A Lens on Mexico’s Mean Streets:
Bernandino Hernandez and Enric Marti in conversation with Mort Rosenblum
Monday, February 12, 2018
Bernandino Hernandez’s electrifying photos of life and death in Acapulco depict a reality that words can’t approach. He taught himself photography as an 11-year-old orphan and now, with a network of contacts, often reaches crime scenes before police. His lens captures grim brutality with touches of humanity, conveying the tragic irony of a peaceable people suffering indescribable violence.
Enric Marti, Associated Press photo editor for Latin America and Spain, brought his work to the annual Bayeux-Calvados War Correspondents Awards in France. It stopped the show. Seasoned conflict photographers and correspondents moved from picture to picture, taking in their overall impact and subtle nuances. Hernandez then captivated them, describing the obstacles he faces with self-deprecating humor and chilling detail.
This month, Guerrero State police beat Hernandez mercilessly and smashed his camera, threatening to do worse if he kept taking pictures — which he will.
Marti’s own award-winning work is legendary. He worked in Nicaragua during the 1980s and then moved to Sarajevo, where AP snapped him up. He was Middle East photo editor based in Jerusalem and Cairo during tumultuous years before moving to Mexico.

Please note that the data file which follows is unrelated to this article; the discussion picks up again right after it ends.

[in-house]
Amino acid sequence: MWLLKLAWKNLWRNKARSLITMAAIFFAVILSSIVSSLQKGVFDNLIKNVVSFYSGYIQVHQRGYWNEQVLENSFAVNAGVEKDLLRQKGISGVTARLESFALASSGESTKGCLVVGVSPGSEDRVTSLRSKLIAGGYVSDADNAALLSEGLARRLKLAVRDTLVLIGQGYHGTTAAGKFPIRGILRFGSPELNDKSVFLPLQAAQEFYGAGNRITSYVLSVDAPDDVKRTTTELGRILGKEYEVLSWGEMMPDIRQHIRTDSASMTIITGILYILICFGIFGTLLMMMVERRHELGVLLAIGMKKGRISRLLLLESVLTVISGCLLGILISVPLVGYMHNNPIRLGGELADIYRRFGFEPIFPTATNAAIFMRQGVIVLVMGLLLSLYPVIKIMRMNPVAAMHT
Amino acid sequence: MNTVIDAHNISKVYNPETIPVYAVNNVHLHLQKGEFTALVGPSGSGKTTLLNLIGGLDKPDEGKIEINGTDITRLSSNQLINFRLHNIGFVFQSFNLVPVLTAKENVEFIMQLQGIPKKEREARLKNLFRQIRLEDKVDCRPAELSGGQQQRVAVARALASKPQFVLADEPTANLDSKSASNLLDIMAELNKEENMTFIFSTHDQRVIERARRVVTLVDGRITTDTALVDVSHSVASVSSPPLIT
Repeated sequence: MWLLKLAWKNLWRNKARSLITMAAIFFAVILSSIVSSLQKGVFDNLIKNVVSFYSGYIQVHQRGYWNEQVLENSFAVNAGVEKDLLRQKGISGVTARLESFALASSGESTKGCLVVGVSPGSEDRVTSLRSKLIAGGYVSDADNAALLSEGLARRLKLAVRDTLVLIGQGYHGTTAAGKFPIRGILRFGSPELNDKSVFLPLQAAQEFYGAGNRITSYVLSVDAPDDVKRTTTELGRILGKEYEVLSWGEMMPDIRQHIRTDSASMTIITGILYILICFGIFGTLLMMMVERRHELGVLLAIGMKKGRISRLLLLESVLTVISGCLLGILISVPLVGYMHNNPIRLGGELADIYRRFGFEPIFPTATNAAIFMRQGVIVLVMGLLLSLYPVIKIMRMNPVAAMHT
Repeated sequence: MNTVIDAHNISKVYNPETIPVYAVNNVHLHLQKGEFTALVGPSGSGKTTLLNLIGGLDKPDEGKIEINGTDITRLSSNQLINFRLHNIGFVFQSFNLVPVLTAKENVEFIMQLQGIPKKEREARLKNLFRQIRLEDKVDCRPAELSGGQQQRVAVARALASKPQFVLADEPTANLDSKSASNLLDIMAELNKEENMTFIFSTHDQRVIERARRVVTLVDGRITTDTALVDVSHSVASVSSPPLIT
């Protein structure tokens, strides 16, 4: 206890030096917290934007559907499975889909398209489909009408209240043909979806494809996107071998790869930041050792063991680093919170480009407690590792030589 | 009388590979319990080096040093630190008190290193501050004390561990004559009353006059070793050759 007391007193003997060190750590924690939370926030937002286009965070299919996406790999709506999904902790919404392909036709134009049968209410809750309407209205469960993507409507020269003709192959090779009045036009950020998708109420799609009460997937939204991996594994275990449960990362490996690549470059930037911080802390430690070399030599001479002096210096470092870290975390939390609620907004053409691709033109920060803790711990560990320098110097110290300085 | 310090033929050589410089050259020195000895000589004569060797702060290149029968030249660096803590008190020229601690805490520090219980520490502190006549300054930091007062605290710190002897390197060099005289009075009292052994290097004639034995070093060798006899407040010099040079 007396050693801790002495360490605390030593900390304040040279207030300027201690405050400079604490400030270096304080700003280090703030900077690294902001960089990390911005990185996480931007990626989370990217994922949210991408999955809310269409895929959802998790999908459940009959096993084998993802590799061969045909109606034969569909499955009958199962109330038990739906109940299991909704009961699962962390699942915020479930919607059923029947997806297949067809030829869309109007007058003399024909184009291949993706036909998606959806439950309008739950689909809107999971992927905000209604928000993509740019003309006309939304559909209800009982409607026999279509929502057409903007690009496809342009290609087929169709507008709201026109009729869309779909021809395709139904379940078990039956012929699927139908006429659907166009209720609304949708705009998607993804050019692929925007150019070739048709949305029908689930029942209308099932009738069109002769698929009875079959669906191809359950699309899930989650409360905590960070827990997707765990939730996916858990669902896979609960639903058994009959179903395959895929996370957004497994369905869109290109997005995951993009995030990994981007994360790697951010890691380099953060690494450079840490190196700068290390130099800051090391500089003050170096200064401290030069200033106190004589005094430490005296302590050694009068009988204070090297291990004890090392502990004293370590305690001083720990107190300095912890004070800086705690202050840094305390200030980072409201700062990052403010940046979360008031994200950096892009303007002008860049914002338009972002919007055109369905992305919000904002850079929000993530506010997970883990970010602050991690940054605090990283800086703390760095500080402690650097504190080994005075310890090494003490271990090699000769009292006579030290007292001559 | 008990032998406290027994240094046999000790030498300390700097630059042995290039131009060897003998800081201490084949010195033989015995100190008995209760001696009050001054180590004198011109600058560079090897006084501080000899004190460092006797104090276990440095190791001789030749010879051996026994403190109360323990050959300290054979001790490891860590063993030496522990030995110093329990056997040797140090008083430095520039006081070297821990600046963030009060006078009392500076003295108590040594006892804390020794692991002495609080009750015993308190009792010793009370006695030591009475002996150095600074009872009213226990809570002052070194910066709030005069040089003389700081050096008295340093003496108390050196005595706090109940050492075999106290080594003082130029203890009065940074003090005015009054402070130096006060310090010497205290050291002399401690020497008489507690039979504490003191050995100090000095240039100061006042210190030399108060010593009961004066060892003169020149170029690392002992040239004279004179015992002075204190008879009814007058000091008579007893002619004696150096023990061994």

Mort Rosenblum, reporter, author, and educator, has covered stories on seven continents since the 1960s, from war in Biafra to tango dancing by the Seine. He was editor of the International Herald Tribune; special correspondent for The Associated Press; AP bureau chief in Africa, Southeast Asia, Argentina, and France; and founding editor of the quarterly, dispatches.
FREE for MOCA members, non-members $10
Admission includes light snacks and refreshments
Hernandez and Marti will also appear at the UA Library at 5:30 p.m., Feb. 13 in a panel sponsored by the Center for Border and Global Journalism. Co-director Mort Rosenblum, who worked with Marti in Bosnia and the Middle East, will moderate.